**Edward Witten**

This article consists of a very short introduction to classical and quantum information theory. Basic properties of the classical Shannon entropy and the quantum von Neumann entropy are described, along with related concepts such as classical and quantum relative entropy, conditional entropy, and mutual information. A few more detailed topics are considered in the quantum case.

Read more at https://arxiv.org/pdf/1805.11965.pdf

## Physics Needs Philosophy. Philosophy Needs Physics

**Carlo Rovelli**

Contrary to claims about the irrelevance of philosophy for science, I argue that philosophy has had, and still has, far more influence on physics than is commonly assumed. I maintain that the current anti-philosophical ideology has had damaging effects on the fertility of science. I also suggest that recent important empirical results, such as the detection of the Higgs particle and gravitational waves, and the failure to detect supersymmetry where many expected to find it, question the validity of certain philosophical assumptions common among theoretical physicists, inviting us to engage in a clearer philosophical reflection on scientific method.

Read more at https://arxiv.org/ftp/arxiv/papers/1805/1805.10602.pdf

## Emergence of Benford’s Law in Classical Music

**Azar Khosravani, Constantin Rasinariu**

We analyzed a large selection of classical musical pieces composed by Bach, Beethoven, Mozart, Schubert and Tchaikovsky, and found a surprising connection with mathematics. For each composer, we extracted the time intervals each note was played in each piece and found that the corresponding data sets are Benford distributed. Remarkably, the logarithmic distribution is not only present for the leading digits, but for all digits.

Read more at https://arxiv.org/pdf/1805.06506.pdf

## Gravitational Waves: A New Astronomy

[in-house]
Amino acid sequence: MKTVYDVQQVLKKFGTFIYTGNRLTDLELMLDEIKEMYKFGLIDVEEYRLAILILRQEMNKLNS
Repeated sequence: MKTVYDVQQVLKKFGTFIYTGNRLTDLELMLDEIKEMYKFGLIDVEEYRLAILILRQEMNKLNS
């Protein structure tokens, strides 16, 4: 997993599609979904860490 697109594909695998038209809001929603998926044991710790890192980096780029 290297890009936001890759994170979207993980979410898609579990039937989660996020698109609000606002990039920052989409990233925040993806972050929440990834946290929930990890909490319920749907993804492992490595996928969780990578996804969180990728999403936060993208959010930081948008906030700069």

**Luc Blanchet**

Contemporary astronomy is undergoing a revolution, perhaps even more important than that which took place with the advent of radioastronomy in the 1960s, and then the opening of the sky to observations in the other electromagnetic wavelengths. The gravitational wave detectors of the LIGO/Virgo collaboration have observed since 2015 the signals emitted during the collision and merger of binary systems of massive black holes at a large astronomical distance. This major discovery opens the way to the new astronomy of gravitational waves, drastically different from the traditional astronomy based on electromagnetic waves. More recently, in 2017, the detection of gravitational waves emitted by the inspiral and merger of a binary system of neutron stars has been followed by electromagnetic signals observed by the γ and X satellites, and by optical telescopes. A harvest of discoveries has been possible thanks to the multi-messenger astronomy, which combines the information from the gravitational wave with that from electromagnetic waves. Another important aspect of the new gravitational astronomy concerns fundamental physics, with the tests of general relativity and alternative theories of gravitation, as well as the standard model of cosmology.

*Read more at https://arxiv.org/pdf/1805.08563.pdf*